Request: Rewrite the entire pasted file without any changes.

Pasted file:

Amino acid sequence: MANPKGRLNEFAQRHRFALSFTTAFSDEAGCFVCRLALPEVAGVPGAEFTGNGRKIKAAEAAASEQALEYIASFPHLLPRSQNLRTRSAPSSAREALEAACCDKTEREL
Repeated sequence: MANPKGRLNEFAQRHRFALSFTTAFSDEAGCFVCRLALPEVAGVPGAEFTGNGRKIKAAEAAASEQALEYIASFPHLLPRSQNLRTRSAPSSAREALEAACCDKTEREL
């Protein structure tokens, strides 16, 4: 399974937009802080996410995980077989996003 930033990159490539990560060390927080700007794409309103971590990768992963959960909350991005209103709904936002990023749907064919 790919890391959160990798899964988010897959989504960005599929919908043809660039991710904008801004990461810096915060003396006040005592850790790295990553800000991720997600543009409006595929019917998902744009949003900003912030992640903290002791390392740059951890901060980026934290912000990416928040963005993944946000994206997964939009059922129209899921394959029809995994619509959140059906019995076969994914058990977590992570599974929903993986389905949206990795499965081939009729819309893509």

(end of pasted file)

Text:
Amino acid sequence: MANPKGRLNEFAQRHRFALSFTTAFSDEAGCFVCRLALPEVAGVPGAEFTGNGRKIKAAEAAASEQALEYIASFPHLLPRSQNLRTRSAPSSAREALEAACCDKTEREL
Repeated sequence: MANPKGRLNEFAQRHRFALSFTTAFSDEAGCFVCRLALPEVAGVPGAEFTGNGRKIKAAEAAASEQALEYIASFPHLLPRSQNLRTRSAPSSAREALEAACCDKTEREL
């Protein structure tokens, strides 16, 4: 399974937009802080996410995980077989996003 930033990159490539990560060390927080700007794409309103971590990768992963959960909350991005209103709904936002990023749907064919 790919890391959160990798899964988010897959989504960005599929919908043809660039991710904008801004990461810096915060003396006040005592850790790295990553800000991720997600543009409006595929019917998902744009949003900003912030992640903290002791390392740059951890901060980026934290912000990416928040963005993944946000994206997964939009059922129209899921394959029809995994619509959140059906019995076969994914058990977590992570599974929903993986389905949206990795499965081939009729819309893509």